Romans 9 is one of those chapters I think we should just rip out. Just toss it. It causes too many people too much consternation. People wonder how God could “make” Pharoah sin. But I don’t think he made Pharoah sin. Paul says in II Timothy that even dishonorable vessels can make themselves honorable.
20Now in a great house there are not only vessels of gold and silver but also of wood and clay, some for honorable use, some for dishonorable. 21Therefore, if anyone cleanses himself from what is dishonorable, he will be a vessel for honorable use, set apart as holy, useful to the master of the house, ready for every good work.
And in I Timothy 2, we see that God desires that all be saved . . . and I really do think that “all” means all.
4 . . . who desires all people to be saved and to come to the knowledge of the truth.
I think, though, that Chapter 9 makes it clear that God makes decisions, that, at times, seem unfair to us. He chose Jacob over Esau, but not based on what either had done. He chose Pharoah to make His name known among the nations. He uses us, where we are in life – to accomplish His purposes – whether we have made ourselves honorable or dishonorable vessels. He makes His choices – and we live within His parameters.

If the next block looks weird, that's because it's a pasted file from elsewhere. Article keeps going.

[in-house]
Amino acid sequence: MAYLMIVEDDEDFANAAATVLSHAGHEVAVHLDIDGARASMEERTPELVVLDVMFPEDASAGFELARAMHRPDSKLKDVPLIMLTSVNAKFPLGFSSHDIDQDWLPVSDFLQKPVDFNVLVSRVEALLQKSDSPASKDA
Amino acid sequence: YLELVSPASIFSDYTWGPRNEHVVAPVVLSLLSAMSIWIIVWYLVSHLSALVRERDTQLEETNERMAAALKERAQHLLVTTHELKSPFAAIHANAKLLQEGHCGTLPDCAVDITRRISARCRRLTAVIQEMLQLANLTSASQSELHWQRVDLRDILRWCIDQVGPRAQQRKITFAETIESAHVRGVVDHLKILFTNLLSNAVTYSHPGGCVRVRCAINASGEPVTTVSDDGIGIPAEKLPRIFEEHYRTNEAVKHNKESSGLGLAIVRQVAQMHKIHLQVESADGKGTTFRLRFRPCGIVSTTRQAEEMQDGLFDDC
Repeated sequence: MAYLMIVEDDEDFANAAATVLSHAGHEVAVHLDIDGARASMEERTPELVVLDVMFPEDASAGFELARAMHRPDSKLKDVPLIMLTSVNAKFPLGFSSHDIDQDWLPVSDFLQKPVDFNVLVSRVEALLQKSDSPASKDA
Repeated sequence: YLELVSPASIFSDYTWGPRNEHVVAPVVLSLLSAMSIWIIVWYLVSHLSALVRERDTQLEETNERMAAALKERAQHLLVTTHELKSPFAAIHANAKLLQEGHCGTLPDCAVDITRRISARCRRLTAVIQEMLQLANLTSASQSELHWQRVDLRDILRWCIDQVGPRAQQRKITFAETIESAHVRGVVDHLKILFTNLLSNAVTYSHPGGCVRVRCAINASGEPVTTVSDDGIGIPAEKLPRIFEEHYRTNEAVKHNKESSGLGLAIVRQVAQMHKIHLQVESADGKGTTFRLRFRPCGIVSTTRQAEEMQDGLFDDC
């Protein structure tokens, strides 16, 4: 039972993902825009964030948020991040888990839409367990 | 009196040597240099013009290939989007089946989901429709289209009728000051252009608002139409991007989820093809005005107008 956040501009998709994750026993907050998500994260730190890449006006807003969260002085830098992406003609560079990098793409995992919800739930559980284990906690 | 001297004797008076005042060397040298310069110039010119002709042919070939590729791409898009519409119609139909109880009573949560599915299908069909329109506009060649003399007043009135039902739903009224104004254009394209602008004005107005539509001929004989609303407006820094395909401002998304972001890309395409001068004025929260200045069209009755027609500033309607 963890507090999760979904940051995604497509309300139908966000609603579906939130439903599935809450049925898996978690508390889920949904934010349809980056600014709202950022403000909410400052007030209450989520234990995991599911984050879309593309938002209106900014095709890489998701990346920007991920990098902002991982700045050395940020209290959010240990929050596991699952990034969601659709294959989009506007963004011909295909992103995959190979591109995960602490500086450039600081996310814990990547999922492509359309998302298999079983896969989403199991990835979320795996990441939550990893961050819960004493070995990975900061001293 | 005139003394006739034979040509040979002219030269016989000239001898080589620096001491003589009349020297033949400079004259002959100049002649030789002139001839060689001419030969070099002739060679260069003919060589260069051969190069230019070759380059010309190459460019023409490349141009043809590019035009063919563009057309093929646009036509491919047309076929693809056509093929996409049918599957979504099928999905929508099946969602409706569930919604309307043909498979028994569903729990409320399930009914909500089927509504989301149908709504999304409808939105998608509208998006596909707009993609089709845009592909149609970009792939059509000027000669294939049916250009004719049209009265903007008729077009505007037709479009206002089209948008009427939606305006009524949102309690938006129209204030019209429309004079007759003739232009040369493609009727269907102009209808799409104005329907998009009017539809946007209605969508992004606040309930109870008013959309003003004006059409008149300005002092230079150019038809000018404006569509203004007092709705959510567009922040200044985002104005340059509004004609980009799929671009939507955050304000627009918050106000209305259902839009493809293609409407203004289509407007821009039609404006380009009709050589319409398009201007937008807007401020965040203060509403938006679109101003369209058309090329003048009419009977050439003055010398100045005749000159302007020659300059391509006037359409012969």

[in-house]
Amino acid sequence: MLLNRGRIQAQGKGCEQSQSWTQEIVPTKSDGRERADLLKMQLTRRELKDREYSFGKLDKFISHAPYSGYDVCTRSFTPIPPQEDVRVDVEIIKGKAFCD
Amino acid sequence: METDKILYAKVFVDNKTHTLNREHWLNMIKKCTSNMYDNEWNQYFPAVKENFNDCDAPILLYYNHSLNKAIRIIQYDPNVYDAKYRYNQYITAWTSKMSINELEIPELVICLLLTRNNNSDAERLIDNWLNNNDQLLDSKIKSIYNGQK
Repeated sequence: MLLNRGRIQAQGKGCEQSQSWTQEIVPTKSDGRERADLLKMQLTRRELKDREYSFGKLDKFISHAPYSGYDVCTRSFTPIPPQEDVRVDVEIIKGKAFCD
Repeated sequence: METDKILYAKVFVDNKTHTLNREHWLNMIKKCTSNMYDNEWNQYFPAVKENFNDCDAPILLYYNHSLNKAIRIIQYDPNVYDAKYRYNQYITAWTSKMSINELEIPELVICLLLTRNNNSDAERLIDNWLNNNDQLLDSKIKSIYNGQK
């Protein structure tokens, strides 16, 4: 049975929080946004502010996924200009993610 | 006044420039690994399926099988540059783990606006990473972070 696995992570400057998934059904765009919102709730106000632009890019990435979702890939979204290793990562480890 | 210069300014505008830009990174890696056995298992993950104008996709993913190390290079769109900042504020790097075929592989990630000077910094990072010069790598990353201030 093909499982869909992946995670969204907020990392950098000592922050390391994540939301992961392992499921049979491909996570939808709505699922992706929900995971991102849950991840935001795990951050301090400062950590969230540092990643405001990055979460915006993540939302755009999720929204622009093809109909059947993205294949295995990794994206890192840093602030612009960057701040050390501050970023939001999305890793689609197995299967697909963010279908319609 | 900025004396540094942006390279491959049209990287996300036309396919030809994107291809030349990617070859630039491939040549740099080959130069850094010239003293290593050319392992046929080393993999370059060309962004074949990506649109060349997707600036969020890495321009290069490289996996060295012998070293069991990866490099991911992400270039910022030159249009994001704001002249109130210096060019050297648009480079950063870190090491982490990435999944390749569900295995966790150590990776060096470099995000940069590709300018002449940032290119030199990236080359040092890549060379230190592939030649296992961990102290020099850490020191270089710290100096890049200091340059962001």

Chapter 9 reminds me that I’m simply human, a creation of God’s. It is not my place to question His sovereignty – I am but clay.
20But who are you, O man, to answer back to God? Will what is molded say to its molder, “Why have you made me like this?”
So much more exists in this chapter – but I am not writing a book here. I love the way it ends – Gentiles can be saved, by faith. That means me!
30What shall we say, then? That Gentiles who did not pursue righteousness have attained it, that is, a righteousness that is by faith . . .